We chose the Western KI Caravan Park as our home for the night. Despite being right in the heart of the bushfire, all but a couple of cabins were kept safe. Truly amazing. A stay in this park makes you feel like you are in the middle of the bush, only you have all the amenities to make your stay comfortable. At the time of our visit, the owners were in the process of building a brand new camp kitchen, so we look forward to seeing how that turns out.
We particularly loved the park’s fire pit area which made the perfect place for us to cook up Brett’s bream catch from the day before and enjoy a bottle of Dudley’s Shearing Shed Red while it sizzled away.
Heading into Flinders Chase National Park on day three was one of the experiences we were most looking forward to. Fire had absolutely ravaged this part of the Island, reducing the once thick bushland to acres of lifeless looking black twigs. We had visited the Island shortly after the fires and it was absolutely heartbreaking to see such devastation. Nine months later and Mother Nature has certainly put on a show with a stunning amount of regrowth both around the Island and inside the National Park. The native grass trees in particular are looking amazing as they stand proudly along the edge of road.
We stopped first at Admirals Arch during our Flinders Chase visit. It was all about the seal puppies here. The colony here is huge and there were so many littlies frolicking around, jumping around in the water and playing on the cliffs. The views from here, and the Arch itself are spectacular, but it was these little guys that stole our hearts. We could have watched them all day, except the wind & cold did get the better of us. Best to rug up so you can enjoy this beautiful place properly.
Cape de Couedic lighthouse has always been a favourite of mine. Situated on the most south westerly point of the Island near Weirs Cove, the waters claimed a number of ships before the lighthouse was actually built. It was first lit in 1909 and has been automated since 1957. Love that it’s both pretty and practical.
You may not have been to Kangaroo Island before, but if you know anything about KI, it’s probably because you’ve seen an image of Remarkable Rocks. The Rocks would easily be one of the most photographed and recognisable attractions on KI with tourism bodies and the like highlighting this natural wonder in print all around the world. These incredible granite formations are just as their name suggests; remarkable. Over 500 million years of wind, rain and the ocean battering the coast has sculptured these slabs of granite into towering forms & hidden corridors. If you think this rock is a little underwhelming, you should see what’s behind us!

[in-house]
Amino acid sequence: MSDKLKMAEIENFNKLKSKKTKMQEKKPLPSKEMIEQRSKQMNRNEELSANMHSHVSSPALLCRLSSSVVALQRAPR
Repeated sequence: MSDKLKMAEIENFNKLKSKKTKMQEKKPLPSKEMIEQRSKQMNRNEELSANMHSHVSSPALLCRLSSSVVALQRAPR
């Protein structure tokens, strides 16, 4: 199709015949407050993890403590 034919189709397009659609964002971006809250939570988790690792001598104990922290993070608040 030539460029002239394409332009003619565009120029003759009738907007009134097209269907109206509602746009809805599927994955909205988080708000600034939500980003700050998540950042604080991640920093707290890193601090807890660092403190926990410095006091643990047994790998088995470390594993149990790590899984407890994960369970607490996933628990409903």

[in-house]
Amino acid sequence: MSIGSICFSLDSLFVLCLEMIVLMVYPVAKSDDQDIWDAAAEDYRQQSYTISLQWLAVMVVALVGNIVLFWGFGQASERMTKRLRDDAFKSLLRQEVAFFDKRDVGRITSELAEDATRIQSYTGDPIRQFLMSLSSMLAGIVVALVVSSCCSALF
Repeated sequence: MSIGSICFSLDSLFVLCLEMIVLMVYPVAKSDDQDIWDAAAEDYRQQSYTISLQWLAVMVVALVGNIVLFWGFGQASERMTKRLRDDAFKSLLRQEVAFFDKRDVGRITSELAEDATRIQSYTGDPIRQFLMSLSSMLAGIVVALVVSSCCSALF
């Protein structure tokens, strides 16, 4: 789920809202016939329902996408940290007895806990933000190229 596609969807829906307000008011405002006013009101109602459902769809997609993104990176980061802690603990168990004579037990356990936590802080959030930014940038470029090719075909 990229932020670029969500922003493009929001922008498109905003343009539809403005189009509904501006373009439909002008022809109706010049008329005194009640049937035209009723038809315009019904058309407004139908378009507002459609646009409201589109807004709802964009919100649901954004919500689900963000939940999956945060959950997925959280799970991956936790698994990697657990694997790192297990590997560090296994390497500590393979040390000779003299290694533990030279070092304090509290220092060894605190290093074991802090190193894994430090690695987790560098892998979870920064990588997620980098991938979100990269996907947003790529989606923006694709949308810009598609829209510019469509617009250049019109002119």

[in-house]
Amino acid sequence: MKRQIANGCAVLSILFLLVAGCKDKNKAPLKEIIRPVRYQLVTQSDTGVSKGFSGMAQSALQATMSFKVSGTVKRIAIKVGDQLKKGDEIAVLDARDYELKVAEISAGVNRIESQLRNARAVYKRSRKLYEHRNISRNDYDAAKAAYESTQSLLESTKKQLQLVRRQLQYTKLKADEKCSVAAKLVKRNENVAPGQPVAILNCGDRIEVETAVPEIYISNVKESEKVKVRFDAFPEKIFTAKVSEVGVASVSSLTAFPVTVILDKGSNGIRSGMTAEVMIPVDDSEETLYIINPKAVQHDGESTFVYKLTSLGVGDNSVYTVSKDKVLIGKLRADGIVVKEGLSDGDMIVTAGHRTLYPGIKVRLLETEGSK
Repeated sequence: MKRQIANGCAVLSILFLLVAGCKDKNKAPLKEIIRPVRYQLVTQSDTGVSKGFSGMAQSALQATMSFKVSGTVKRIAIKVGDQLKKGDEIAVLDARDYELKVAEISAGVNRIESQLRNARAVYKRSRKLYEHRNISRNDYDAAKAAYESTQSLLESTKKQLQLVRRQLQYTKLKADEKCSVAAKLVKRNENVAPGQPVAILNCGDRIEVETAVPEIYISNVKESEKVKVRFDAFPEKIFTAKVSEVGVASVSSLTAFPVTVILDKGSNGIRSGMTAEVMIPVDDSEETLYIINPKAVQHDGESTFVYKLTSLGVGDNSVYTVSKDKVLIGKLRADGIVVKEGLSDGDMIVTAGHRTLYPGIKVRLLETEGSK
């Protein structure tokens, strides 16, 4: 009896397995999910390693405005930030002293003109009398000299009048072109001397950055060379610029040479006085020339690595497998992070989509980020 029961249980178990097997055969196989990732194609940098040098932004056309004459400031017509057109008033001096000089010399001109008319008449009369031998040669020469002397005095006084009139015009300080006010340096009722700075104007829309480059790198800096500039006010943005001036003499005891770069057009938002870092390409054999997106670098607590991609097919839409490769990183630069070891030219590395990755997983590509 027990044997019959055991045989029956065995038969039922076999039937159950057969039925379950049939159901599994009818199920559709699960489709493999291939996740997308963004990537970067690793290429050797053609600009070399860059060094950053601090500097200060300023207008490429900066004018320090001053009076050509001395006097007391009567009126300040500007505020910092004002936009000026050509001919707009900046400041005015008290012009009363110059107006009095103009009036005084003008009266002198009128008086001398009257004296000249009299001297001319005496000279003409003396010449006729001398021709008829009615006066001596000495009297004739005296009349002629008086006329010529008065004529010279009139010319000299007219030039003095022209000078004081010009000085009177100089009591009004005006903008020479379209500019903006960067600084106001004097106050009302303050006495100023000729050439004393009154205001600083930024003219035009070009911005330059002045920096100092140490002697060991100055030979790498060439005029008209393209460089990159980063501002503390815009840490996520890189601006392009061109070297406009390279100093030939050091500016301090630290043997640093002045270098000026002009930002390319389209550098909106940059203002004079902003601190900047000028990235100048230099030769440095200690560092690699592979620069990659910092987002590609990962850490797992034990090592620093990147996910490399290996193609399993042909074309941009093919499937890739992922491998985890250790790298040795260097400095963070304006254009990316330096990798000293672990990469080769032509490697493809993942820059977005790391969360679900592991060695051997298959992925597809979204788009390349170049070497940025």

For our final night on KI, we really wanted to find a spot near the beach and we found that with Western River Cove. Wow, this place had it all with rolling green hills, the Western River meandering by and a secluded beach overlooking turquoise waters. This really was something special.
Like many of the campgrounds on the Island, this one was run by the council. Facilities are basic, but super clean. There’s a picnic shelter complete with bbq, tables and bench seats, and a drop toilet. Sites here were $17 for two people. Bring your cash as you will need to make payment via the envelope provided on site.
Before we came to Western River Cove though, we did quite a bit of research on the roads leading to it to work out if Bessie Bus would be up for the challenge. There were plenty of mixed reviews, especially when it came to large vehicles & towing caravans due to the dirt roads and steep descents that need to be made. One thing we suggest is coming in from the West. Coming in from the other direction will mean some creative driving (i.e. lots of reversing) when you reach the campground. It’s also a bit kinder on your brakes as the descents are a little less steep.
After a cold, wet and fish-less night (yes, Brett did get out and give it a go from the beach despite the weather), we woke for sunrise and took ourselves down to what felt like our own private beach. We scrambled over the rocks, wandered along the beach and basically just wished we had more time to enjoy this piece of paradise. It was a perfect start to the day, and having it all to ourselves made it even better.
One part of the Island that we had looked at staying at was Brown Beach. Another council campground, this beachside location is only about 14km from Penneshaw and has some excellent sheltered sites with a picnic shelter, bbq and toilet facilities. While we didn’t stay for the night, we made the most of the grounds enjoying a late brekky with a view before heading for the ferry.
There is no doubt that Kangaroo Island is somewhere very special. We only had three and a half days and didn’t even scratch the surface of what can be done. Whether you are a solo traveler, couple or a family, there is something for everyone to enjoy.
Sure, KI is amazing in Summer, Autumn and Spring, but don’t be scared off by Winter, there’s so much to see and do even when it’s a bit on the cooler side. Pack those winter woollies and get out there and experience it. With less people around, you may even get your own private taste of paradise.
Follow along with Brett, Tania & Bessie Bus on their adventures @bessiebusandus